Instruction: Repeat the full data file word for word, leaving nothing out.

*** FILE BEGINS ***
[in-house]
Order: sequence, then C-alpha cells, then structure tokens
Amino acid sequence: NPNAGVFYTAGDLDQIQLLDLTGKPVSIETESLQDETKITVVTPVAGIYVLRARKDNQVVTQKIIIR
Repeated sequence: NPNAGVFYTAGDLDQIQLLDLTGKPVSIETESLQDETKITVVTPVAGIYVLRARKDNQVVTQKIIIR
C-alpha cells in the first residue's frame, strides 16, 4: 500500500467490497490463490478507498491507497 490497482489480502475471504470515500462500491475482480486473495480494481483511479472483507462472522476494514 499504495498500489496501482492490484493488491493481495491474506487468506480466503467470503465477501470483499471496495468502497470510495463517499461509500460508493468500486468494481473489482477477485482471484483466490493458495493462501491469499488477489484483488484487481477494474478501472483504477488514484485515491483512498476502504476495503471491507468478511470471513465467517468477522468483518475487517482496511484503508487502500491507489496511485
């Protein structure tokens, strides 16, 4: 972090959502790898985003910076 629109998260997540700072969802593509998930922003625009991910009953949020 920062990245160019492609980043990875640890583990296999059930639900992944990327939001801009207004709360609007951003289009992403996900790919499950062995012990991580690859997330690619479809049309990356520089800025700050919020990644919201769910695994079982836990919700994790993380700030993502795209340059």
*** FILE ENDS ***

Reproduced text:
[in-house]
Order: sequence, then C-alpha cells, then structure tokens
Amino acid sequence: NPNAGVFYTAGDLDQIQLLDLTGKPVSIETESLQDETKITVVTPVAGIYVLRARKDNQVVTQKIIIR
Repeated sequence: NPNAGVFYTAGDLDQIQLLDLTGKPVSIETESLQDETKITVVTPVAGIYVLRARKDNQVVTQKIIIR
C-alpha cells in the first residue's frame, strides 16, 4: 500500500467490497490463490478507498491507497 490497482489480502475471504470515500462500491475482480486473495480494481483511479472483507462472522476494514 499504495498500489496501482492490484493488491493481495491474506487468506480466503467470503465477501470483499471496495468502497470510495463517499461509500460508493468500486468494481473489482477477485482471484483466490493458495493462501491469499488477489484483488484487481477494474478501472483504477488514484485515491483512498476502504476495503471491507468478511470471513465467517468477522468483518475487517482496511484503508487502500491507489496511485
């Protein structure tokens, strides 16, 4: 972090959502790898985003910076 629109998260997540700072969802593509998930922003625009991910009953949020 920062990245160019492609980043990875640890583990296999059930639900992944990327939001801009207004709360609007951003289009992403996900790919499950062995012990991580690859997330690619479809049309990356520089800025700050919020990644919201769910695994079982836990919700994790993380700030993502795209340059």